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Typical Objectives of Testing

April 22 2019 , Written by Harry Published on #TESTER

Typical Objectives of Testing 

For any given project, the objectives of testing may include:

  1.  To evaluate work products such as requirements, user stories, design, and code
  2.  To verify whether all specified requirements have been fulfilled
  3.  To validate whether the test object is complete and works as the users and other stakeholders expect
  4.  To build confidence in the level of quality of the test object
  5.  To prevent defects
  6.  To find failures and defects
  7.  To provide sufficient information to stakeholders to allow them to make informed decisions, especially regarding the level of quality of the test object
  8.  To reduce the level of risk of inadequate software quality (e.g., previously undetected failures occurring in operation)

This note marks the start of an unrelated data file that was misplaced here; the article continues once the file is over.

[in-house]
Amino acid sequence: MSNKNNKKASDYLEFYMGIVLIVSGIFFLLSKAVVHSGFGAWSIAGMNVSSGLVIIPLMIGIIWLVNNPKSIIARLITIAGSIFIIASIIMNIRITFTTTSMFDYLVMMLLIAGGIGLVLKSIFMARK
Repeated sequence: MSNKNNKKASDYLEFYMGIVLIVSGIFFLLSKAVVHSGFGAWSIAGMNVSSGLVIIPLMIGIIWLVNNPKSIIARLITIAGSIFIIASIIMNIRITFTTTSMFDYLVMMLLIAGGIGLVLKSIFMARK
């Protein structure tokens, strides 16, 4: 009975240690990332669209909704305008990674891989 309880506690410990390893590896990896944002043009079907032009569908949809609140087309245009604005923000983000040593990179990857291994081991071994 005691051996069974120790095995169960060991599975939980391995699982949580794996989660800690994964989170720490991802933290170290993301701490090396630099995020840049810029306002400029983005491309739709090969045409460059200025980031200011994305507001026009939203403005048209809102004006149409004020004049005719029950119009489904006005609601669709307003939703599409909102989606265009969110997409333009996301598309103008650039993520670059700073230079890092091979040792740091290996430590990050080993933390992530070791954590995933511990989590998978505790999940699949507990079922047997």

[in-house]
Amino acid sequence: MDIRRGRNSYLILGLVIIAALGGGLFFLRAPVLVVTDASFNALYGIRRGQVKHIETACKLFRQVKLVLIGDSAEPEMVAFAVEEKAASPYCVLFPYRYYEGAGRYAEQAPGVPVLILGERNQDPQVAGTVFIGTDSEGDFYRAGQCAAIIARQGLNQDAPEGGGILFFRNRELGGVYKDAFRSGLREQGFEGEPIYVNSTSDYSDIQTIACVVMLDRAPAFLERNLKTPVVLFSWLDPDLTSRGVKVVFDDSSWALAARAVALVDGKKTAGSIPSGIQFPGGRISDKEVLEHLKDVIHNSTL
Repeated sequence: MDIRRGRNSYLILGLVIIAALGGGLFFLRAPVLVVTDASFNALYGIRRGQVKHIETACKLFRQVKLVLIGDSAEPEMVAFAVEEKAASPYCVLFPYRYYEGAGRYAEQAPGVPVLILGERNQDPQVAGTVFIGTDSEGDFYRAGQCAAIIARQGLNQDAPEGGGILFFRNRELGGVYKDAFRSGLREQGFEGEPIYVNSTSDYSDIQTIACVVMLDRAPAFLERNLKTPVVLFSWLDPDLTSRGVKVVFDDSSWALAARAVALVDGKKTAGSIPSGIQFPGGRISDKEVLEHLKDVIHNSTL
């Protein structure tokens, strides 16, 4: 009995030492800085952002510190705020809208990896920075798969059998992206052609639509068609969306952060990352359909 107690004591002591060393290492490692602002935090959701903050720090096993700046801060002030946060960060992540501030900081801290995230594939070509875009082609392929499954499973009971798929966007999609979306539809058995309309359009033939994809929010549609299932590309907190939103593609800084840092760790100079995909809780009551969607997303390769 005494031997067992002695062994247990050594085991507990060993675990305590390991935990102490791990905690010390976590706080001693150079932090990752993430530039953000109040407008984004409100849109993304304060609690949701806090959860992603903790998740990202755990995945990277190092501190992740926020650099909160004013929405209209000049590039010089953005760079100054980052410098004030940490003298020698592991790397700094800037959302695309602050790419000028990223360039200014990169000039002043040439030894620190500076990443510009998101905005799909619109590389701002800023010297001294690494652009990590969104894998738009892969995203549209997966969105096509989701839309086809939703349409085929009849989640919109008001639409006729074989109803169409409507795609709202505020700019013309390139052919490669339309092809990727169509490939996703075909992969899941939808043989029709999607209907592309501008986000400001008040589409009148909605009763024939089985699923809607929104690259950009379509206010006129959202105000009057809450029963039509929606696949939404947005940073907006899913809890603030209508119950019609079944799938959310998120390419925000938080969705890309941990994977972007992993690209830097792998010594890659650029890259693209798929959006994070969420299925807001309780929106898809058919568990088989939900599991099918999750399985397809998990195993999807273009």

9.  To comply with contractual, legal, or regulatory requirements or standards, and/or to verify the test object’s compliance with such requirements or standard

The objectives of testing can vary, depending upon the context of the component or system being tested, the test level, and the software development lifecycle model. These differences may include, for example:

  • During component testing, one objective may be to find as many failures as possible so that the underlying defects are identified and fixed early. Another objective may be to increase code coverage of the component tests.
  • During acceptance testing, one objective may be to confirm that the system works as expected and satisfies requirements. Another objective of this testing may be to give information to stakeholders about the risk of releasing the system at a given time.


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